Fresh amaranth leaves can be difficult to find depending on your location, but they are sometimes available for purchase at health food stores, farmers’ markets, and major grocery stores.

You might also be able to find amaranth greens at a local Asian or African market because they are commonly used in traditional dishes for these cuisines.

Another option is to grow your own amaranth plants and harvest the leaves as needed. You can purchase amaranth seeds online.

How to store amaranth greens

You can store fresh amaranth greens in the fridge for about a week or blanch and freeze them for even longer storage.

In the refrigerator

To keep amaranth greens fresh for as long as possible, store them in the refrigerator without washing first.

(Washing leafy greens before storing them can increase bacterial growth and cause them to rot faster, even in the fridge.)

Wrap the greens in a paper towel to help absorb any excess moisture and then place them inside a bag to protect them from cold temperatures.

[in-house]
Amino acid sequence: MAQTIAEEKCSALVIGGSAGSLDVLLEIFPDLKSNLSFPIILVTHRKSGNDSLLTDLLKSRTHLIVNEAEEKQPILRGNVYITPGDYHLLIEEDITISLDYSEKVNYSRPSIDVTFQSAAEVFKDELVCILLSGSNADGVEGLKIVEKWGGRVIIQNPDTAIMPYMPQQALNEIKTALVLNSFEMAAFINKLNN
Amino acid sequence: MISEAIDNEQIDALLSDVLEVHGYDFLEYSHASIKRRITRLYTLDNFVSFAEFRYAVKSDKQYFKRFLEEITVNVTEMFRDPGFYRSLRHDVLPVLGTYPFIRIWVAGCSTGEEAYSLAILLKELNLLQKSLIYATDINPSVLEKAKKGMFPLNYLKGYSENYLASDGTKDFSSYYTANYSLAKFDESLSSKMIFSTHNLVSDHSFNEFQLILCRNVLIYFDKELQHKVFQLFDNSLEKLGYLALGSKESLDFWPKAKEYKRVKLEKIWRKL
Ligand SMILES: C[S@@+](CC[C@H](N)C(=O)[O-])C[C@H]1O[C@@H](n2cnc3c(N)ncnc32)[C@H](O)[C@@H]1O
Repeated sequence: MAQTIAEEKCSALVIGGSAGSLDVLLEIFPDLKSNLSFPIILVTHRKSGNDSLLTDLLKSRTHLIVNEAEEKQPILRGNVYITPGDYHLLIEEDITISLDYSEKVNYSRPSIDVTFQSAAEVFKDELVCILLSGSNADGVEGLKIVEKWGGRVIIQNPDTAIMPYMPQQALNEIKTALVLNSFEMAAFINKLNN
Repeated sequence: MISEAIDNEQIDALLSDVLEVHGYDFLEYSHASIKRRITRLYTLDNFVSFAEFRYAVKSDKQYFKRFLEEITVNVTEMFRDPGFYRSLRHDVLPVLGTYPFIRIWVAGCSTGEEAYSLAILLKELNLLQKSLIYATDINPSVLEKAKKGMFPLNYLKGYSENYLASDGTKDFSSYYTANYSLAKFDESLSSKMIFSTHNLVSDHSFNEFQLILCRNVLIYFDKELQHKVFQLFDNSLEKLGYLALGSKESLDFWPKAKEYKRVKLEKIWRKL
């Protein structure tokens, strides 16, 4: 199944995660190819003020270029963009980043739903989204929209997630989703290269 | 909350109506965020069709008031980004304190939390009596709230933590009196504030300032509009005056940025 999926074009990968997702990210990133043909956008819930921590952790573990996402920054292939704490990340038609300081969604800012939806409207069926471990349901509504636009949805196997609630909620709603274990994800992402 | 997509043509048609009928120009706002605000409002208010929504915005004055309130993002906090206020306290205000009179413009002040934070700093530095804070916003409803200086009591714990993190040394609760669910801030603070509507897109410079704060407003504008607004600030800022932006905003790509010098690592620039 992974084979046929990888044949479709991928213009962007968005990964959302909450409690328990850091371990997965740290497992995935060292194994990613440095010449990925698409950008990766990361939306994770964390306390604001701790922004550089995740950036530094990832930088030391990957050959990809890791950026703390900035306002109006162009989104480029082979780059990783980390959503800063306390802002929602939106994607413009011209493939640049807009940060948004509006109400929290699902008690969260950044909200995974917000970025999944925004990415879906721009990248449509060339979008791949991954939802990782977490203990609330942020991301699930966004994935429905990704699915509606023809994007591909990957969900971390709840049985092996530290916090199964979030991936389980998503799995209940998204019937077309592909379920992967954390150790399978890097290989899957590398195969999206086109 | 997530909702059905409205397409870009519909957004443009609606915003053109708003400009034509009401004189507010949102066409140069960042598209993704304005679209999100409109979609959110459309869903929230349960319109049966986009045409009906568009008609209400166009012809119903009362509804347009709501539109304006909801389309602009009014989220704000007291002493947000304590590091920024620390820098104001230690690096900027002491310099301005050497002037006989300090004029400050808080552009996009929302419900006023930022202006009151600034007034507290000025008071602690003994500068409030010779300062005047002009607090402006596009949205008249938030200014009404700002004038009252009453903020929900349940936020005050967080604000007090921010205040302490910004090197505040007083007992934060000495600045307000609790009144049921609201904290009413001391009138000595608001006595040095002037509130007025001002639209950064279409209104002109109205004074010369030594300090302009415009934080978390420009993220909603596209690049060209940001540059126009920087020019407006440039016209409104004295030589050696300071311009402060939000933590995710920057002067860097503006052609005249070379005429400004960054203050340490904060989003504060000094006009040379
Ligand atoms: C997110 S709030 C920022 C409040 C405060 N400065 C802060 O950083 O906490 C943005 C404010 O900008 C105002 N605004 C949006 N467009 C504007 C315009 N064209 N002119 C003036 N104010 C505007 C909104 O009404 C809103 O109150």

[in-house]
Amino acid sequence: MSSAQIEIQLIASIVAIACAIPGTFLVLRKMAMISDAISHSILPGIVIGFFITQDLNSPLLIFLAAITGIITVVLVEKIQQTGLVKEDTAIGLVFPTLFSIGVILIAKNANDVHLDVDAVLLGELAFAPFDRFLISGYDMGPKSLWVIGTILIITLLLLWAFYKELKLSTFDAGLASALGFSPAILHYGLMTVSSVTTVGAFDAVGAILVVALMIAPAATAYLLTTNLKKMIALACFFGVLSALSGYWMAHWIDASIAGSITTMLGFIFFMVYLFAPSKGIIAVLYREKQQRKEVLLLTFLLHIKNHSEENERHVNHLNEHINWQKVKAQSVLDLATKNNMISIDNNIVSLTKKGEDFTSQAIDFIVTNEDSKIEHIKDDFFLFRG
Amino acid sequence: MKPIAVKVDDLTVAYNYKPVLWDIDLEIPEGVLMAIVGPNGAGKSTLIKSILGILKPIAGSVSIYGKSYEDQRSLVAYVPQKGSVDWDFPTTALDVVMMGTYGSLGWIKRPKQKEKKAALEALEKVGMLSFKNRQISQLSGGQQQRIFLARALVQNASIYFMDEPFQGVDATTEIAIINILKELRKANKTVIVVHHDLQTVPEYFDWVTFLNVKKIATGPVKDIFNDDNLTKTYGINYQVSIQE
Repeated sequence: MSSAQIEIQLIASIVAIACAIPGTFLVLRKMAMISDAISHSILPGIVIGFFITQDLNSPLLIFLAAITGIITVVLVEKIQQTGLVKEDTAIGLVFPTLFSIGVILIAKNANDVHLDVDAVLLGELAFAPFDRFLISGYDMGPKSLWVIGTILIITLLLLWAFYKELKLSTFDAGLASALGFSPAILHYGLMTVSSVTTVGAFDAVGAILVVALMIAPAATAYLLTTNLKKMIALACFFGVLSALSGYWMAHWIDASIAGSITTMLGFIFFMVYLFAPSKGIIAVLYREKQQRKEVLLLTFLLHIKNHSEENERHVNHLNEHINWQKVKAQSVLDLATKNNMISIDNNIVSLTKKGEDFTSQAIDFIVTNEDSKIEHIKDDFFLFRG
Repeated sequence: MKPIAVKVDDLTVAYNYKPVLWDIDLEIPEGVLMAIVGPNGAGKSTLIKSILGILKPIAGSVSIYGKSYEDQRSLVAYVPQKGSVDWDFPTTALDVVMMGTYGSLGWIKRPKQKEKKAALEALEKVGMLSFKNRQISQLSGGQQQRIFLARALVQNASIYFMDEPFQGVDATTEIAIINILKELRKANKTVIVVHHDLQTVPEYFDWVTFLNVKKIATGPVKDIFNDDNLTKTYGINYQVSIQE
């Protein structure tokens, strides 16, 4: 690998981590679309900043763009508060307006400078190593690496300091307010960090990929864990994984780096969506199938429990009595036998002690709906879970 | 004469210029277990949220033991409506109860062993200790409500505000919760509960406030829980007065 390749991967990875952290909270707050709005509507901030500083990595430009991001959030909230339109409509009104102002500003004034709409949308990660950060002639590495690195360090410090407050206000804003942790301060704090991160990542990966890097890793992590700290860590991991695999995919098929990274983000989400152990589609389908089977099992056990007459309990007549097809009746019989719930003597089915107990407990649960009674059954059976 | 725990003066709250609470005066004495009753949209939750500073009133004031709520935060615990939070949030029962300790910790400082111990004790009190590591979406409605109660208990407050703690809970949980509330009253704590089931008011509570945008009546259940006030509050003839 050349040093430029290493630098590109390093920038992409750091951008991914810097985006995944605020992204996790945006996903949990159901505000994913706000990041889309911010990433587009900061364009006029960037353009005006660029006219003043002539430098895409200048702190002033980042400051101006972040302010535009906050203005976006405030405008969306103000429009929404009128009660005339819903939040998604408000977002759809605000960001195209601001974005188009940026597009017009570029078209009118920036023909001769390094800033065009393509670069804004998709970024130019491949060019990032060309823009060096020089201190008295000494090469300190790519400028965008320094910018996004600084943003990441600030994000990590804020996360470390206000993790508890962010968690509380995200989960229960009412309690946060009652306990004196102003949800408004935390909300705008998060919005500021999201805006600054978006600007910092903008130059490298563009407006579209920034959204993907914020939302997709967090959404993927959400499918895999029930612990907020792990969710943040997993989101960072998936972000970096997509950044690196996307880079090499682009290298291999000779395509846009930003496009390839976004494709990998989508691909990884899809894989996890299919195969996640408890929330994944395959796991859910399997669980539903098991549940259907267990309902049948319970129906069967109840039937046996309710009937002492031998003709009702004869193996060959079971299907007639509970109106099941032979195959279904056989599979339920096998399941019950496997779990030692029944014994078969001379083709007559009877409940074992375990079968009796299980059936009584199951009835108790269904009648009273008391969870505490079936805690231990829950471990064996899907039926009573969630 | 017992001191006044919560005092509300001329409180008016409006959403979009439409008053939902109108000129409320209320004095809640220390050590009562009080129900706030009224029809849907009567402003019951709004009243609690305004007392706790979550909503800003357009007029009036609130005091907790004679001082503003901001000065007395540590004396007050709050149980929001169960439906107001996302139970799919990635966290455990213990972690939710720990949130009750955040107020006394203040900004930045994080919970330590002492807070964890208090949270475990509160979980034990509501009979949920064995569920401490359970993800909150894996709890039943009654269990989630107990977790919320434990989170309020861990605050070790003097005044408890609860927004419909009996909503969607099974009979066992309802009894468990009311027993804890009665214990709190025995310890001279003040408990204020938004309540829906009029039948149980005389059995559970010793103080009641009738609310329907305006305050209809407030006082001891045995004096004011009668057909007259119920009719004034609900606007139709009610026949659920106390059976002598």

If stored properly, fresh amaranth green should stay fresh for at least one week. 

In the freezer

For long-term storage, consider freezing amaranth greens. 

To freeze amaranth greens, first, blanch them by submerging the leaves in boiling water for one minute. Then, drain them and store them in a ziploc bag or other airtight container in the freezer.

They should last this way for several months.

Keep in mind that blanching deactivates enzymes that can cause vegetables to lose some of their flavor, color, and texture over time, even in the freezer (9). 

We don’t recommend freezing raw amaranth greens since the leaves will wilt and become mushy when defrosted.